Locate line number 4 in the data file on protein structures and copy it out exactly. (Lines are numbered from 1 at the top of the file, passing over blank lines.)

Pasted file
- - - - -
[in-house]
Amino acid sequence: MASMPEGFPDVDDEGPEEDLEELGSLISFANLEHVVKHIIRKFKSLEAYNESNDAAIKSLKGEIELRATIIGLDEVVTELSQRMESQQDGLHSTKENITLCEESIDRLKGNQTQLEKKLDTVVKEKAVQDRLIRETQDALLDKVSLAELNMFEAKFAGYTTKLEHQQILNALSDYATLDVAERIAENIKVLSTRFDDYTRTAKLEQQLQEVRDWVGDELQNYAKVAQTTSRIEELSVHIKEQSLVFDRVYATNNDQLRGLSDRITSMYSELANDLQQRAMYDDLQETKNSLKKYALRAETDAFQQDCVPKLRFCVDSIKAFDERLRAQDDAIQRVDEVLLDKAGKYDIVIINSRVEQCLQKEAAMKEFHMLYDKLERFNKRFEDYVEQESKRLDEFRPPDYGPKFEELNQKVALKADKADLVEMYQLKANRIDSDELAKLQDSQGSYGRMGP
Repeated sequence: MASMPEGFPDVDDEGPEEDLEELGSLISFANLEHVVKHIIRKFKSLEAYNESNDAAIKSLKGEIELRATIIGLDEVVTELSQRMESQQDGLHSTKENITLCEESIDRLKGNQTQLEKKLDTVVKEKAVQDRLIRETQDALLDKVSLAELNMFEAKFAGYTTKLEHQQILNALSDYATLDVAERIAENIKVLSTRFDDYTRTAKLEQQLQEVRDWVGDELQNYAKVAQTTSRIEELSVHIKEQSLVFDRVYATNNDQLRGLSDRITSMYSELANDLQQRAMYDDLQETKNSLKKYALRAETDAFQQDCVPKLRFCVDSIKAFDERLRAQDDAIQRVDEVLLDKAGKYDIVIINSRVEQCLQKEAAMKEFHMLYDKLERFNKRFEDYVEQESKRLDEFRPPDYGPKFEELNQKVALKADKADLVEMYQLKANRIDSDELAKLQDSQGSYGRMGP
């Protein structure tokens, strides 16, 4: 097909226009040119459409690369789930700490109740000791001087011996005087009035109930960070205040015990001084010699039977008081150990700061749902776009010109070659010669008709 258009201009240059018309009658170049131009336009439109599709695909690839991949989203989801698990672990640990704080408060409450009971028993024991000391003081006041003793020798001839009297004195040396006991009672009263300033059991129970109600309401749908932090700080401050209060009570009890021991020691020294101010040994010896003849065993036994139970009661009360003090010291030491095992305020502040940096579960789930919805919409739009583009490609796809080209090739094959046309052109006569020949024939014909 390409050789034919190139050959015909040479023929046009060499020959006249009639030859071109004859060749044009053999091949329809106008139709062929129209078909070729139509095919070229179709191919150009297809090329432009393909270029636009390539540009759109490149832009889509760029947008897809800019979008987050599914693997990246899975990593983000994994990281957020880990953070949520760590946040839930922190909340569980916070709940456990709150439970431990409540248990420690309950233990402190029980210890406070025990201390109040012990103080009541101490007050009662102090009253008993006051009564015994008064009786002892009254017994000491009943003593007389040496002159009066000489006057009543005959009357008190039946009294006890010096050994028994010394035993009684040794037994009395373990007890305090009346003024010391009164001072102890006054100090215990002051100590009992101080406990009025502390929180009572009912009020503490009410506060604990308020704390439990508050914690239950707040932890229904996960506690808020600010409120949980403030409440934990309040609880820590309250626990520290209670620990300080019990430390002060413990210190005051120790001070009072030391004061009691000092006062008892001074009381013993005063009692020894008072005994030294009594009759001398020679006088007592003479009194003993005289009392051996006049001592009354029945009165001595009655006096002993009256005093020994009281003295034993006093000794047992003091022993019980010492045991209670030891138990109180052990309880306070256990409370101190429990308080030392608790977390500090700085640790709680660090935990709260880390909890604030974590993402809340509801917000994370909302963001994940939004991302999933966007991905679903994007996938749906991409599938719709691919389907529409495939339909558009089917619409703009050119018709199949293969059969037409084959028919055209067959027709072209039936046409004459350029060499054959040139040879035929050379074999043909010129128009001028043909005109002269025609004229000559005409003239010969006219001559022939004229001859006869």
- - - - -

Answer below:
């Protein structure tokens, strides 16, 4: 097909226009040119459409690369789930700490109740000791001087011996005087009035109930960070205040015990001084010699039977008081150990700061749902776009010109070659010669008709 258009201009240059018309009658170049131009336009439109599709695909690839991949989203989801698990672990640990704080408060409450009971028993024991000391003081006041003793020798001839009297004195040396006991009672009263300033059991129970109600309401749908932090700080401050209060009570009890021991020691020294101010040994010896003849065993036994139970009661009360003090010291030491095992305020502040940096579960789930919805919409739009583009490609796809080209090739094959046309052109006569020949024939014909 390409050789034919190139050959015909040479023929046009060499020959006249009639030859071109004859060749044009053999091949329809106008139709062929129209078909070729139509095919070229179709191919150009297809090329432009393909270029636009390539540009759109490149832009889509760029947008897809800019979008987050599914693997990246899975990593983000994994990281957020880990953070949520760590946040839930922190909340569980916070709940456990709150439970431990409540248990420690309950233990402190029980210890406070025990201390109040012990103080009541101490007050009662102090009253008993006051009564015994008064009786002892009254017994000491009943003593007389040496002159009066000489006057009543005959009357008190039946009294006890010096050994028994010394035993009684040794037994009395373990007890305090009346003024010391009164001072102890006054100090215990002051100590009992101080406990009025502390929180009572009912009020503490009410506060604990308020704390439990508050914690239950707040932890229904996960506690808020600010409120949980403030409440934990309040609880820590309250626990520290209670620990300080019990430390002060413990210190005051120790001070009072030391004061009691000092006062008892001074009381013993005063009692020894008072005994030294009594009759001398020679006088007592003479009194003993005289009392051996006049001592009354029945009165001595009655006096002993009256005093020994009281003295034993006093000794047992003091022993019980010492045991209670030891138990109180052990309880306070256990409370101190429990308080030392608790977390500090700085640790709680660090935990709260880390909890604030974590993402809340509801917000994370909302963001994940939004991302999933966007991905679903994007996938749906991409599938719709691919389907529409495939339909558009089917619409703009050119018709199949293969059969037409084959028919055209067959027709072209039936046409004459350029060499054959040139040879035929050379074999043909010129128009001028043909005109002269025609004229000559005409003239010969006219001559022939004229001859006869």